Sinalunya Interviews: Huei Chiang
When someone would go to a concert of the Empordà Chamber Orchestra, he or she would possibly be surprised to discover that the first violinist and assistant concertmaster is a young lady from East Asian origin. Her name is
Q: You have been living in
R: It’s a tricky question! I wouldn’t say that in general the Catalan people are open to foreigners; people are nice and friendly in this region, but it doesn’t mean that they would try to make you “feel like home” in this country. From my part, in my fifth year in
Then I realized that speaking the local language is not the main thing which makes you feel being a part of a society, it helps, but what’s really important is if we “want” to understand and communicate with each other! Here I’ve seen the worst and the best qualities of people; I have some very good Catalan friends, and I don’t think that they would like me any less if we speak Spanish to each other!
Q: You were hired as first violinist and you were only 19 years old at that time. Were your fellow colleagues with the orchestra surprised to have you there? How was their acceptance? And what has been the evolution of your role there?
R: I don’t really know what they thought of me during that time! Maybe too young to be working?! But I was a good player then, and they were my first friends in this country!
What I’ve been doing in the past 11 years is to take as much advantage as I can from this work: I love playing as a soloist and I’m very fortunate to have many chances to be accompanied by my own orchestra. They are my colleagues who support me, and I’ve learned so much by being on the stage as a soloist -controlling one’s nerves and mental state, building up one’s presence and self confidence…
When I first entered the orchestra, I was a first violin tutti and then became the assistant concertmaster (the second chair in the first violin group), which means sometimes that I also do the concertmaster’s work while he is on leave. Being in that chair is a challenge, because then you really feel the responsibility right on your shoulders -how can you make your group sound better together? And be 100 % sure for your orchestra because they rely on you. All together it has been a good training for my personal growth.
R: Taiwanese people are fascinated by foreign cultures. They used to be very American influenced, and then both the Japanese culture and the Korean cultures have also played quite an important role in the recent past. In the last 15 years, every time when I get back home I’m so amazed to see how international the place has become. In big cities you’ll find European cafes, restaurants even better decorated than here, and getting good Italian, French or even Spanish food is no rarity. As Taiwanese are open to things coming from the outside, people like to change their taste every now and then (the speed of fashion is much quicker there), basically nothing stays the same for more than 2-4 months, and people would have to keep renovating, reinventing their products in order to catch the public’s attention. Catalan people are very smart in relation to economy, what I would suggest is to understand Taiwanese people’s tendencies and needs: healthy products such as olive oil and grape seed oil, they also appreciate wine, cheese (in the supermarket you can get all kinds of cheese, possibly more varieties even than here!). As for dealing with businessmen there, I really have no idea, because there are all kinds of people! Some people can be direct and honest, some can be “never reject you” in front of your face, but they wouldn’t do what they’ve promised, but they will always be friendly and polite with you.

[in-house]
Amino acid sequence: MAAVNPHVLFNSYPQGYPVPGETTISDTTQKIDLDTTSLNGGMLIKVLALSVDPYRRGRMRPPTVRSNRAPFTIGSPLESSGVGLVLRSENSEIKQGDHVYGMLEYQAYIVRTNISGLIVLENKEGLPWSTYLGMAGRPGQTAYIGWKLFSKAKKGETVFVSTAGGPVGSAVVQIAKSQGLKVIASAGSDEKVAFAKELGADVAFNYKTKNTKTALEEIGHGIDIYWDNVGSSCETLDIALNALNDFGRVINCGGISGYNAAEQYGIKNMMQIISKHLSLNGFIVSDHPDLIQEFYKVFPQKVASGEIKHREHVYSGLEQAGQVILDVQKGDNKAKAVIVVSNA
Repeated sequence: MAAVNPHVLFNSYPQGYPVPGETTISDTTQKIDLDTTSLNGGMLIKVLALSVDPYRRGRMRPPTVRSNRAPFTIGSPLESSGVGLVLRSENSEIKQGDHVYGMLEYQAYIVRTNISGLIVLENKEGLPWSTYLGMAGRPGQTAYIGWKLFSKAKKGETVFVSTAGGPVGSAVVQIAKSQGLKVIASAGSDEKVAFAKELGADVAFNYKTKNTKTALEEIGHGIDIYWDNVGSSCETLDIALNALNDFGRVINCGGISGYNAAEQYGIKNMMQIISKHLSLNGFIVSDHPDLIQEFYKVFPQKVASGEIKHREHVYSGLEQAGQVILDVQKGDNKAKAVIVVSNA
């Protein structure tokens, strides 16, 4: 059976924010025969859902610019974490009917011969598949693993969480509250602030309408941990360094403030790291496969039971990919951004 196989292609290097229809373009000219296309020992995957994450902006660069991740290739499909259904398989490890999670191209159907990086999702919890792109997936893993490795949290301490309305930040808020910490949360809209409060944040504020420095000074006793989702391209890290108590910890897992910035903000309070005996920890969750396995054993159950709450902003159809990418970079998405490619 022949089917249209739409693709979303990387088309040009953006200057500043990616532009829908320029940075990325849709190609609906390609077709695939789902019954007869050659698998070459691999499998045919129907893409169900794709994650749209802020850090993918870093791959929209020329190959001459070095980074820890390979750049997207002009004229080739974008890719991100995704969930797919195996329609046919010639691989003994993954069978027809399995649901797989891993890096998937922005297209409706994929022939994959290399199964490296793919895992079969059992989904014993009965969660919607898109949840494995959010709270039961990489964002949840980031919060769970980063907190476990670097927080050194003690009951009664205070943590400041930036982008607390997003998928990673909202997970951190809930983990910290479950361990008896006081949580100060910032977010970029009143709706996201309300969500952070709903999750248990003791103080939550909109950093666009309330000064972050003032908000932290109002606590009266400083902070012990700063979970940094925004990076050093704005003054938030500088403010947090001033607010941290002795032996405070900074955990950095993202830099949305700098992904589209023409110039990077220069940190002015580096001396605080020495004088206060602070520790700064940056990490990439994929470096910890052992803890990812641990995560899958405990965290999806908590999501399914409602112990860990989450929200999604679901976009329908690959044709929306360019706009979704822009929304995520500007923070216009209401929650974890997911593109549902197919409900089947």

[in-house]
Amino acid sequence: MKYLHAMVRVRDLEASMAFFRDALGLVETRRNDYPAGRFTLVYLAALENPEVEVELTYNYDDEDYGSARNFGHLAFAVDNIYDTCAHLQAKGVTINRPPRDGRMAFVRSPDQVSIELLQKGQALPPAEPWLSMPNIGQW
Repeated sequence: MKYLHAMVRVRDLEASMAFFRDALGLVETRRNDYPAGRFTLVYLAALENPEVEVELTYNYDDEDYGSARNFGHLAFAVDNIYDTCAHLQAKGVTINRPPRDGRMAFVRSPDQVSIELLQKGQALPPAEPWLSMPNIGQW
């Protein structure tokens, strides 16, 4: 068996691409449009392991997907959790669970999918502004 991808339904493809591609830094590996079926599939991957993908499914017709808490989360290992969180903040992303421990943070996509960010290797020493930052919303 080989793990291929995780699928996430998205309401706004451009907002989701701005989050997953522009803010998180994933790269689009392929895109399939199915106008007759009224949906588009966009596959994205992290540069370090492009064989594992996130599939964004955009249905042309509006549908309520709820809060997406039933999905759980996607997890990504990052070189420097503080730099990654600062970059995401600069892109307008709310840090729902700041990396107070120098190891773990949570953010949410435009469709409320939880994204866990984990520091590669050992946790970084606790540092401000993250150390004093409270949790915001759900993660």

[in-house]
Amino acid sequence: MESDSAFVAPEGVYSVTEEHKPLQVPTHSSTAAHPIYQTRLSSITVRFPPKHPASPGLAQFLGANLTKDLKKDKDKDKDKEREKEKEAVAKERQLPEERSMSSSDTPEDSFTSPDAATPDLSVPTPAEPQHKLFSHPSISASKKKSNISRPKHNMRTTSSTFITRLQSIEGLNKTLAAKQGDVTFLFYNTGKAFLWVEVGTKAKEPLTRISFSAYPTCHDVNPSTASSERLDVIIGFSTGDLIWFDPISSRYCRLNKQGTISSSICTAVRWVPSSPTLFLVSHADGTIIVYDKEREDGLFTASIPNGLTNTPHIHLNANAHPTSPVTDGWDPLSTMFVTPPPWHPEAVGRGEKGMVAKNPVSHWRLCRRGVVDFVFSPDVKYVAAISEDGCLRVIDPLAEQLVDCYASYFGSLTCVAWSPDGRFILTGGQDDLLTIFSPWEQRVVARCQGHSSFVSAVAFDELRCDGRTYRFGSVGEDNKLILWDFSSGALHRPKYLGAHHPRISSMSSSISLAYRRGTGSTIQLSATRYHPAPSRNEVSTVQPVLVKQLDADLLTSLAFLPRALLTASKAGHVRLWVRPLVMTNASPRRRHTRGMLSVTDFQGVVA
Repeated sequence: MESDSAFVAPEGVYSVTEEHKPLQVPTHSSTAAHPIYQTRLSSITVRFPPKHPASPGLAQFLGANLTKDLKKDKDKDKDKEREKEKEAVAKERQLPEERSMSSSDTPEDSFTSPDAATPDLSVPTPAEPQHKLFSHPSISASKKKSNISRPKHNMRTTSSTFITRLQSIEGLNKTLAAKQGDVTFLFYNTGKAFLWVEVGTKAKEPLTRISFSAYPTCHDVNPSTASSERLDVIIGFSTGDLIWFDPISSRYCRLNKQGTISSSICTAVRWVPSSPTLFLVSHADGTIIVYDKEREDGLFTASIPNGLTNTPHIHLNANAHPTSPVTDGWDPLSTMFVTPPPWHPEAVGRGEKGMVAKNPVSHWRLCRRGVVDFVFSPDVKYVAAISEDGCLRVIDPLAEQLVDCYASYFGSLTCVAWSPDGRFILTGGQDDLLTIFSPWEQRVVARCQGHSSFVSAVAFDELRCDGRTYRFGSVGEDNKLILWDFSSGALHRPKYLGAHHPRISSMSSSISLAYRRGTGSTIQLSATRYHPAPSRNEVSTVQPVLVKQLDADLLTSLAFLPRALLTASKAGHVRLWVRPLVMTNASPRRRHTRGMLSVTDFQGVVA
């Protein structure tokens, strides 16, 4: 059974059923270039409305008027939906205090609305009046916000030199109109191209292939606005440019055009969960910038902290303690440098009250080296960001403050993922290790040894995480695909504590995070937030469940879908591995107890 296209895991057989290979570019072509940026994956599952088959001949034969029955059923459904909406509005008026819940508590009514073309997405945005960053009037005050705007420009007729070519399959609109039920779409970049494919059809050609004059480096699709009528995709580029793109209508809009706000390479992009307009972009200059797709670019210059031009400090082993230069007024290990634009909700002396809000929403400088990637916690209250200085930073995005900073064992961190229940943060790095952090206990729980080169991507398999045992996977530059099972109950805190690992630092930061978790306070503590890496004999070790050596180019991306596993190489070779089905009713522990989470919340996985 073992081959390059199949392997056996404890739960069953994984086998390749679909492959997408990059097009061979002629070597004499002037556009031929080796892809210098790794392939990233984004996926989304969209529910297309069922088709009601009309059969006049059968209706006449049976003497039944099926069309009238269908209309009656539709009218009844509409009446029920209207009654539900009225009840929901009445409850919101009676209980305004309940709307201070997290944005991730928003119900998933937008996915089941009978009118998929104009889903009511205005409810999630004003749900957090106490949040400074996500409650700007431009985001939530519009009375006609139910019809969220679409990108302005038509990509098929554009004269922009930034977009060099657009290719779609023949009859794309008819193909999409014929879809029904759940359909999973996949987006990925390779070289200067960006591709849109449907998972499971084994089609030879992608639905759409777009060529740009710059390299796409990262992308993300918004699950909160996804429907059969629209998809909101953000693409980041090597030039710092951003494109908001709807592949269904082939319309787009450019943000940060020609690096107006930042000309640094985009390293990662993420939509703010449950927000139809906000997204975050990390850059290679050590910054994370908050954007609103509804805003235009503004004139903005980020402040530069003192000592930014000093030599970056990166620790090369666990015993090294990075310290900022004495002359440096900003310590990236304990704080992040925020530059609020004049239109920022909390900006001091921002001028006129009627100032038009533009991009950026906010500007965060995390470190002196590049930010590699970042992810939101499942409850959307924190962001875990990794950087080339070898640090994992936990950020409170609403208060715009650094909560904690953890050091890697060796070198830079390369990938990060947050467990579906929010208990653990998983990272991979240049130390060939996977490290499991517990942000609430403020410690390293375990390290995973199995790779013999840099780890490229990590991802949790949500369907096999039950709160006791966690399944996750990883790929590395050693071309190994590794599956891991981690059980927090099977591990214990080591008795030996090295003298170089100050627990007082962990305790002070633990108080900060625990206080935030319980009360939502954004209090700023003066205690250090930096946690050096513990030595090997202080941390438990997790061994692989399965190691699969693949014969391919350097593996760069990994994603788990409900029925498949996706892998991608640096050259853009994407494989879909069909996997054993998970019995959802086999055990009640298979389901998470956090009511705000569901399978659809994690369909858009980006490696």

Q: Talking about
R: I think all Taiwanese people would say the same thing: FOOD!!! The food is wonderful there. I also miss the people who I love (family and friends) and all the traditional Chinese holidays -by doing the celebration you really notice that the people have great respect towards our ancestors, our gods and ghosts. We treat the spirits, the unknown, with respect and indirectly that makes the place full of warmth. Every Chinese holiday has an interesting, sometimes even romantic story behind it. Unlike the western holidays, Chinese holidays have very little to do with religion but more with seasons and mythology.
Another thing I miss are the bookstores in
And what would I bring from Catalonia, food wise? As for presents I often bring
Q: Are there any cultural interactions between
R: I don’t think there is such an exchange between these two places, a lot of Asian people still haven’t heard of “
Q: What are your highlights of your life and career here? And what are your projects for the near future?
R: What a question! I didn’t win any special “gold medal” to have golden lights shining all over me! I’m a violinist and I enjoy playing, when I do a good performance and feel the audience responds to me, this makes me complete, these are the moments I appreciate in life.
As for my projects- I have something that I have to keep secret yet, because I want to be one of the first people who present such a thing in the world. When I get it finally planned and settled, I’ll be glad to publish the news on the site!!! (
Q: Finally, please let us know a little bit more about yourself by telling us your tastes:
A book: About Love and Solitude by
An actor or actress:
A song or musical piece:
A dish from Taiwanese cuisine: Everything!
A dish from Catalan cuisine:
A wish: To experience and live every moment
The above questions are too difficult to just answer one, especially about music and musicians; there are so many things which I love, so many composers and performers… So when I name one, it means- Everyone, Everything!
Finally, let’s enjoy the incredibly talented